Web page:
On Agent Responses
December 2, 2009
So agent Rachelle Gardner put a post up on her blog the other day about writers griping about agent response times. It’s definitely worth a read, especially the comments. You can find it the post here.
Here’s the thing.
I’m not going to talk about how busy agents are, or if they should be responding to every query, or if two months is way too long to hold on to someone’s full manuscript. Really, it’s kind of not important. And when I say kind of, I mean, you know, not at all, if we’re talking about importance as it relates to the end goal of getting published.
I mean, I don’t understand why we’re wasting our time worrying about some agent we probably have never met, who’s never promised us anything, who’s not responding to an email we sent. It’s like sending your profile out to someone on a dating site, and then being like, WHY IS THAT PERSON NOT RESPONDING? THAT PERSON IS THE REASON I WILL NEVER BE MARRIED, THEY COULD AT LEAST RESPOND!!!! ALL MEN ARE HORRIBLE AND NOW I WILL THROW MYSELF OFF THIS CLIFF!
Newsflash: Agents not responding to your email is not the reason you are not getting published.
Also? Honestly, you might need to get a thicker skin.
If you’re going to get upset about an agent not responding to your query letter, if that is going to ruin your day, your life, your week, then ohhhh boyyy are you not ready to deal with the realities of being a working writer.
How are you going to deal with it when you finally do get an agent, and you spend months revising with said agent only to have that agent leave the agency the day before your book is about to go out on submission? What are you going to do when you finally sell a book, spend months and months revising it, only then it doesn’t sell so well, and so your publisher doesn’t push the second book on your contract, and doesn’t pick up your option, leaving you in the same boat you were BEFORE you sold, only now with bad sales numbers? What if your editor leaves, and your new editor convinces you everything will be fine, but then she leaves too, and your book gets cancelled? What if you sell a new multi-book deal to your long time publisher, only to have it cancelled? What if you’re told by a publisher that an offer is forthcoming, only to wait months to have it fall through?
All of these things have happened to me or someone I know. And I haven’t even been around that long.
Look, this is a hard business. Hard, hard, hard.
And honestly, there are really only two things you can do to make it easier.
Number one, (this is something I’ve heard Jenny Crusie say, and it’s helped me a lot) is to SEPARATE THE WRITING FROM THE PUBLISHING. Writing is so personal to us. We spend months, sometimes years, countless hours away from our families and friends, early mornings and late nights writing and pouring our hearts and souls into our books. But once you make the decision to try to make money from your writing, once you start querying agents, you’re talking about publishing. Which is a business. A business that will break your heart five million trillion times for five million trillion different reasons.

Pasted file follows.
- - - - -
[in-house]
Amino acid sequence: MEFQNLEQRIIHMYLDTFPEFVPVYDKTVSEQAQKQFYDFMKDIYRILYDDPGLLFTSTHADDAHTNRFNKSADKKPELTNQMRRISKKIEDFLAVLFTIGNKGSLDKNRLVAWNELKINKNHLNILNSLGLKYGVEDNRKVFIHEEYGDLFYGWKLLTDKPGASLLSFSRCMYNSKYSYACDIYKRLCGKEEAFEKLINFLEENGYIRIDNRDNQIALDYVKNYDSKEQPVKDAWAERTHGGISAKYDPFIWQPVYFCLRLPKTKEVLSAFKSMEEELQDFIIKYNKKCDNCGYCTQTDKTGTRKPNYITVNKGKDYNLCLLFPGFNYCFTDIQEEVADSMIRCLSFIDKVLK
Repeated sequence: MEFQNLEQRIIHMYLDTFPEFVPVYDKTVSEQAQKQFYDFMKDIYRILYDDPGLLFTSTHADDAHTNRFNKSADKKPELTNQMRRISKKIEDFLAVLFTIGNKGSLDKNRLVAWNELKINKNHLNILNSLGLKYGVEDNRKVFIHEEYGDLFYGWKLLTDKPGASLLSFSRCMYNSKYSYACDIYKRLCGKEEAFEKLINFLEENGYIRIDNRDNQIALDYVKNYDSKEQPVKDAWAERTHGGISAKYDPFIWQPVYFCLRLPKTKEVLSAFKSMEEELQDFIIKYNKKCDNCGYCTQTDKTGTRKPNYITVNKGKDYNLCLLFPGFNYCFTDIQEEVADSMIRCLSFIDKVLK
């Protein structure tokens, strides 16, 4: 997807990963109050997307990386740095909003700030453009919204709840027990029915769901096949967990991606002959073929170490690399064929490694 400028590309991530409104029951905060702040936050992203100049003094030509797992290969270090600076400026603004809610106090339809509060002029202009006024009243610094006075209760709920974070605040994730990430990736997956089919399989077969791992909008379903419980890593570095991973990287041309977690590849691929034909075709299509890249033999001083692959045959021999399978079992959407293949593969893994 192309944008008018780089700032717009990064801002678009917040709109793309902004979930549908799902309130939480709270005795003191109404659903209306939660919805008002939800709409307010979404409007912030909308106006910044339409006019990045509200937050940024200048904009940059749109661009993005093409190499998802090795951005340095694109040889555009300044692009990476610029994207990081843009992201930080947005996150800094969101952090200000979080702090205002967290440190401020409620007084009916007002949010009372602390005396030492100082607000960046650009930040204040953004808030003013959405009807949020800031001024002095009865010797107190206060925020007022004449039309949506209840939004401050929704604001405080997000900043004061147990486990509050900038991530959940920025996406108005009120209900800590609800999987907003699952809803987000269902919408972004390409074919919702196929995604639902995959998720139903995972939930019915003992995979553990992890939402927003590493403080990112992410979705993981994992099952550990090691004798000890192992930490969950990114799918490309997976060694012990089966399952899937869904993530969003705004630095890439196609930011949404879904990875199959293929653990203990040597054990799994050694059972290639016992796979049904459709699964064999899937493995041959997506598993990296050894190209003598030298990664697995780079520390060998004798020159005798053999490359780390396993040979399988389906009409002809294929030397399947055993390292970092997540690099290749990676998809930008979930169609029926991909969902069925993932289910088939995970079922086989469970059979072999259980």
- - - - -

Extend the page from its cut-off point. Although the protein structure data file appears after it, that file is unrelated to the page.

If you’re not ready for this kind of heartbreak, don’t send your stuff out. Keep it on your hard drive, or sell it on lulu.com.
Number two, if you want to get the best chance of getting a response from agents, the best chance of getting your book published?
Write a great book. Write a great query. Keep sending stuff out. And keep working on the next thing while you’re doing it. Agents not responding is NOT the thing that is keeping you from getting published.
YOU are, by spending your time worrying about agents and not focusing on the thing you CAN control. Which is the writing.
Write, write, write, write, write. Keep writing. Get better. Make every book you write better than the last. That is the only thing you can control about the business. And that goes for when you’re published, unpublished, any time. Focus on the writing, and try to let go of the things you can’t control. (Like, um, agent response times.)
This doesn’t mean don’t vent. Publishing is FRUSTRATING. It will make you cry. A lot sometimes. But vent to your friends. Drink a hot chocolate and eat a cupcake. And then brush yourself off and KEEP WRITING.
I know what you’re thinking. Easy for YOU to say, don’t you have a bunch of books coming out next year? Don’t you love your agent? Well, yes and yes. BUT. Once, I was querying. Once, I was getting no responses. Even AFTER I was published and looking for a new agent, some agents didn’t respond to my query.
Once, I had an agent in NYC leave my requested full IN A HAIR SALON. You know how I know? Not because I ever heard from her again, but because the hair salon called me to tell me they had my manuscript. It had my contact info on the title page, and they assumed that I was the one who had left it. Upsetting? Yes. (Especially since she seemed really excited to read the full and also because when that 212 area code from the hair salon popped up, I got kind of excited.)
But that agent leaving my book there was not the reason that book didn’t get published. The reason that book didn’t get published is because it wasn’t ready.
I wrote another book. One that WAS ready.
Please, focus on what you can REALLY do to give yourself the best chance. And that is not blaming agents, or debating whether it’s wrong that they don’t respond to every query or if they should be at home answering emails instead of twittering about how they went out for pizza.
Keep writing. Keep sending your stuff out. Revise. Write a new, better book. Learn. Don’t give up.
Focus on what you can control, and do your best to let go of the rest…
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